Veneer Recovery Analysis of Plantation Eucalypt Species Using Spindleless Lathe Technology

Robert Lee McGavin, Henri Bailleres, Fred Lane, David Blackburn, Mario Vega, Barbara Ozarska

Abstract


The Australian hardwood plantation industry is challenged to identify profitable markets for the sale of its wood fibre. The majority of the hardwood plantations already established in Australia have been managed for the production of pulpwood; however, interest exists to identify more profitable and value-added markets. As a consequence of a predominately pulpwood-focused management regime, this plantation resource contains a range of qualities and performance. Identifying alternative processing strategies and products that suit young plantation-grown hardwoods have proved challenging, with low product recoveries and/or unmarketable products as the outcome of many studies. Simple spindleless lathe technology was used to process 918 billets from six commercially important Australian hardwood species. The study has demonstrated that the production of rotary peeled veneer is an effective method for converting plantation hardwood trees. Recovery rates significantly higher than those reported for more traditional processing techniques (e.g., sawmilling) were achieved. Veneer visually graded to industry standards exhibited favourable recoveries suitable for the manufacture of structural products.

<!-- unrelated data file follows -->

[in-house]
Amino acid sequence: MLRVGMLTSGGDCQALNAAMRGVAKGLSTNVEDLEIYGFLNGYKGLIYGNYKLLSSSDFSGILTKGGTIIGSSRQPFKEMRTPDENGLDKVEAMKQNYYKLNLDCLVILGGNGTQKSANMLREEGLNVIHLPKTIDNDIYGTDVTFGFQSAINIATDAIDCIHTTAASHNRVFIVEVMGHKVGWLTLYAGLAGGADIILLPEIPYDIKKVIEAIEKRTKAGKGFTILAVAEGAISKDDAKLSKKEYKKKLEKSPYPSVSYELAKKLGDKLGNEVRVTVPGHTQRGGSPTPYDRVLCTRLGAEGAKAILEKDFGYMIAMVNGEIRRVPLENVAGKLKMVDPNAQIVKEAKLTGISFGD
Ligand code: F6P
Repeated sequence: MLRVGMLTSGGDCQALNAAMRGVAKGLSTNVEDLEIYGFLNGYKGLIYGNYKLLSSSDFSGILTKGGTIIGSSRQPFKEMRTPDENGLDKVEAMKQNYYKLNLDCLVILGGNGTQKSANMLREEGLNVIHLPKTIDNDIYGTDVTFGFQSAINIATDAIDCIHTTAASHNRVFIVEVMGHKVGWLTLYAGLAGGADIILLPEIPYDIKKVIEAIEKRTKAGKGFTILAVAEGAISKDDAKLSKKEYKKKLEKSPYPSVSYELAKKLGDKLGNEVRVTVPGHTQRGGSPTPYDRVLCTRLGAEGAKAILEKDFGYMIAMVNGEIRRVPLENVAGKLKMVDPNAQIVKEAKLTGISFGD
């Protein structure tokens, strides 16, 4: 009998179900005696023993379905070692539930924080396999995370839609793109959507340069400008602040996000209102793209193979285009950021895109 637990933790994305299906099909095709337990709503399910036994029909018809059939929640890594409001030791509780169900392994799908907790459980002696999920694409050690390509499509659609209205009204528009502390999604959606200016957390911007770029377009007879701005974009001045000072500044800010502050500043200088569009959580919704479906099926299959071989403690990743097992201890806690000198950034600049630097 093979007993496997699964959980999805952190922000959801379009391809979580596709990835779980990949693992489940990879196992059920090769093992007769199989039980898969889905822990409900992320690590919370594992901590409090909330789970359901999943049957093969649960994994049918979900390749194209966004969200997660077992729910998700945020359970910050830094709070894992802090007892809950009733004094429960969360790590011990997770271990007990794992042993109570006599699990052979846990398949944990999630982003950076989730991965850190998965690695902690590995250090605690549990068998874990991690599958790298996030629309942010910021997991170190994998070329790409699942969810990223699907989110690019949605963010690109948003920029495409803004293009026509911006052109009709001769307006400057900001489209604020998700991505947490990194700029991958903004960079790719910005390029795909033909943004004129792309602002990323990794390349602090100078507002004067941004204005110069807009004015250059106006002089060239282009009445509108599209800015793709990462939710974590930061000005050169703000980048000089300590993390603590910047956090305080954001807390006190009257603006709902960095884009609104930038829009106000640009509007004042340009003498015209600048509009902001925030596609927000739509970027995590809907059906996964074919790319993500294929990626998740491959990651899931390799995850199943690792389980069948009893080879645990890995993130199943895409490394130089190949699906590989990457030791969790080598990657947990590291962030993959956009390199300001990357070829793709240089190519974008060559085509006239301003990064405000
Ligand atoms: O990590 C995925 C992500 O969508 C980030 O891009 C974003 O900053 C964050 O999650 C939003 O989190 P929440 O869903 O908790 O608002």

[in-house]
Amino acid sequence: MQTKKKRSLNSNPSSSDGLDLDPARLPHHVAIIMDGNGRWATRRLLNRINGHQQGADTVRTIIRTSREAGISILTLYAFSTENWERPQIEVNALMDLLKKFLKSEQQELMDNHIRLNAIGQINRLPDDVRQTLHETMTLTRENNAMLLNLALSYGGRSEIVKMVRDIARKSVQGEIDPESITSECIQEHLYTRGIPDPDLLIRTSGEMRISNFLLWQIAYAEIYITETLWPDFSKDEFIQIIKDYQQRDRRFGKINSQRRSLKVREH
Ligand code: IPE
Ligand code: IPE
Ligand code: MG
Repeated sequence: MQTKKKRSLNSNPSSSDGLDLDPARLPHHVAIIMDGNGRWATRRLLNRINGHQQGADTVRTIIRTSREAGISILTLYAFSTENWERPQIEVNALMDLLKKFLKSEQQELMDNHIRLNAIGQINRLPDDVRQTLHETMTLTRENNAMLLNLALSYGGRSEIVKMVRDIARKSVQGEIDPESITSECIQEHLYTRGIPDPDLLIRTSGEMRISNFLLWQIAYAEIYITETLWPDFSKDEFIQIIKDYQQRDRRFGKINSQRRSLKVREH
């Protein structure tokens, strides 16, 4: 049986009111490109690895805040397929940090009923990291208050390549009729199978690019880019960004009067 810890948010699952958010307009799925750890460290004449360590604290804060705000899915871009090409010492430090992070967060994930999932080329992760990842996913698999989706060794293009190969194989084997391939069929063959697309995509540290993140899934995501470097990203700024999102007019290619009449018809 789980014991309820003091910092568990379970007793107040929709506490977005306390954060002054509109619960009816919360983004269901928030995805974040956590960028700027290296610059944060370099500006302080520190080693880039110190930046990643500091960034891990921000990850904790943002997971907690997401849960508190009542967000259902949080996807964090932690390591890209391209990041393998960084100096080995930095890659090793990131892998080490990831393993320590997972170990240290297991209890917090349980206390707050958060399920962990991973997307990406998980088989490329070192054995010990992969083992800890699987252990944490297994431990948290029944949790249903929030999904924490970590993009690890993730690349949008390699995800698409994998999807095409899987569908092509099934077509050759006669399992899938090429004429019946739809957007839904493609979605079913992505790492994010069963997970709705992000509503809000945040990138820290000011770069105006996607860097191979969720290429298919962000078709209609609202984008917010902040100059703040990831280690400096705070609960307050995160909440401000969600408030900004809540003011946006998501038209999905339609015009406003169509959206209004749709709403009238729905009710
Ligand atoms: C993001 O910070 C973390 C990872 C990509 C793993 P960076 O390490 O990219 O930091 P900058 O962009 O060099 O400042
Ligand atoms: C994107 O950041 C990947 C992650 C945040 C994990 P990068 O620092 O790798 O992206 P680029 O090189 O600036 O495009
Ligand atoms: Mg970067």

Keywords


Eucalyptus; Veneer; Rotary veneer; Hardwood; Plantation; Processing; Grade quality; Recovery

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Welcome to BioResources! This online, peer-reviewed journal is devoted to the science and engineering of biomaterials and chemicals from lignocellulosic sources for new end uses and new capabilities. The editors of BioResources would be very happy to assist you during the process of submitting or reviewing articles. Please note that logging in is required in order to submit or review articles. Martin A. Hubbe, (919) 513-3022, hubbe@ncsu.edu; Lucian A. Lucia, (919) 515-7707, lucian.lucia@gmail.com URLs: bioresourcesjournal.com; http://ncsu.edu/bioresources ISSN: 1930-2126